Lifewave Nanotech & Photo-Biomodulation
LightwayPhotoTherapy@gmail.com - 540-622-7308
Science: Lifewave NanoTechnology
LifeWave non-transdermal patches are phototherapy products that stimulate the skin with light to produce health benefits not obtainable by other approaches. The patches reflect light in the infrared and visible wavelength range to stimulate the body to improve energy production and the flow of energy in the body. Other effects include reduction of pain, reduction of stress, improvement in the duration and quality of sleep, detoxification, reduction in the appearance of lines and wrinkles, and many other general health and wellness benefits.
The Infrared spectrum of light, which includes all radiation between wavelengths just beyond those of the deepest reds of the visible spectrum (700 nm) up to (100,000+ nm (the microwave range), is established to have multiple effects including pain relief properties (Putowski et al., 2016). The infrared spectrum also creates photobiomodulation when applied to the skin of both animals and humans. Research and application of light therapy dates back thousands of years, and today light therapy is a recognized science with many products that function on this basis having been approved for use in medical applications by governments around the world, including the FDA in the United States.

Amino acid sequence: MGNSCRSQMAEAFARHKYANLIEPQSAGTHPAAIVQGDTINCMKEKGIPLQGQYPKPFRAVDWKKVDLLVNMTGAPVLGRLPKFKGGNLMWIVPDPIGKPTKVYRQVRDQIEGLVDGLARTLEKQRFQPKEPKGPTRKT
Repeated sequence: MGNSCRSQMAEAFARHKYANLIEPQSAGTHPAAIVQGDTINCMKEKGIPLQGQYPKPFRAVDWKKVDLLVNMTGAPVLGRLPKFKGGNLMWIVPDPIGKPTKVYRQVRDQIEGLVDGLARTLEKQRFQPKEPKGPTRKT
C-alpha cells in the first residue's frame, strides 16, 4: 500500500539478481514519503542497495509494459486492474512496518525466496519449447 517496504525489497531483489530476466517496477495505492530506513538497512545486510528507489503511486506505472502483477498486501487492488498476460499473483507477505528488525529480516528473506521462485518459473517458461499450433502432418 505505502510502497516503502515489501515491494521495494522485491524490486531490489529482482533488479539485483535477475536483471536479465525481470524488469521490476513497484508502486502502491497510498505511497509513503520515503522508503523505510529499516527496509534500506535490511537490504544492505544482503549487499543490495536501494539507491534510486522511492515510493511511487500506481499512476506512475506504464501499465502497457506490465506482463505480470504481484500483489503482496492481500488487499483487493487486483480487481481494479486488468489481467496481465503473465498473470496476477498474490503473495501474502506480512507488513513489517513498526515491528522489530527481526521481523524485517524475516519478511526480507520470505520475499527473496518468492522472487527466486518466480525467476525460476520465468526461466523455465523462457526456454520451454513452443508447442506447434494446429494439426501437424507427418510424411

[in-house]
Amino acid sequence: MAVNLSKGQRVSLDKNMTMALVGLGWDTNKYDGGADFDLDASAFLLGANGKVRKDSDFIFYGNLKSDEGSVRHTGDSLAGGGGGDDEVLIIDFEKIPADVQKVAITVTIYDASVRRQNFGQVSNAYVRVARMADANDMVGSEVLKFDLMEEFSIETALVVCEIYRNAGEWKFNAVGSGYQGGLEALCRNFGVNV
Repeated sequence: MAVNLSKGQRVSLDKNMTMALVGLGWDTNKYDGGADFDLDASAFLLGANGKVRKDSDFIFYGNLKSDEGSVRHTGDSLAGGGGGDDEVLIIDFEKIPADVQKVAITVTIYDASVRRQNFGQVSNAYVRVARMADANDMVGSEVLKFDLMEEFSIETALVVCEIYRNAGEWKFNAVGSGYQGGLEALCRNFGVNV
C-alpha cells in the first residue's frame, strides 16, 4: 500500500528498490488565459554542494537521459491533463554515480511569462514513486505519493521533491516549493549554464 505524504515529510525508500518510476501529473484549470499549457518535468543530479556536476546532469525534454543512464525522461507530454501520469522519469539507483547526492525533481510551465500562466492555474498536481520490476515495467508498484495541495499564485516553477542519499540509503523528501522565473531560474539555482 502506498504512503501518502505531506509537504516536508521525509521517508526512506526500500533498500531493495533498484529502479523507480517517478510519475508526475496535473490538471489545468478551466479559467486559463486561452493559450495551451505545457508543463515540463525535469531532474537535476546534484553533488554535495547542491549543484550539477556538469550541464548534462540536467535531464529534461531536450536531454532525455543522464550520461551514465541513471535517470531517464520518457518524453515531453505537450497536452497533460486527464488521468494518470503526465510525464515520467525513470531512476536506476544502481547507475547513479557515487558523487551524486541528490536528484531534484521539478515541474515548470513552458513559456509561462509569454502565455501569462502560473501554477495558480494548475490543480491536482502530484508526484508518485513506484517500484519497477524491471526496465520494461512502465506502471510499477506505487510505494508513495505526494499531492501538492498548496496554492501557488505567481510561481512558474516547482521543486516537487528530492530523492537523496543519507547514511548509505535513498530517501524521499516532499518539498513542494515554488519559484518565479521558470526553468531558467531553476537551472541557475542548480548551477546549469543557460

What is Photo-Biomodulation?
Photobiomodulation is the low-power non-thermal delivery of photons in the visible or near infrared spectrum (405–1000 nm) that elicits a beneficial biological response in cells and tissue (Liebert et al., 2017). Exposure of humans to light “… has been shown that signaling pathways are triggered within the cells, transcription factors are activated, and gene expression patterns are altered. Exposure to photobiomodulation results in key physiological changes – increased anti-inflammatory cytokine levels, decreased pro-inflammatory cytokine levels, upregulation of antioxidants and survival factors, increased cell proliferation and reduced levels of apoptosis (Hamblin, 2016).”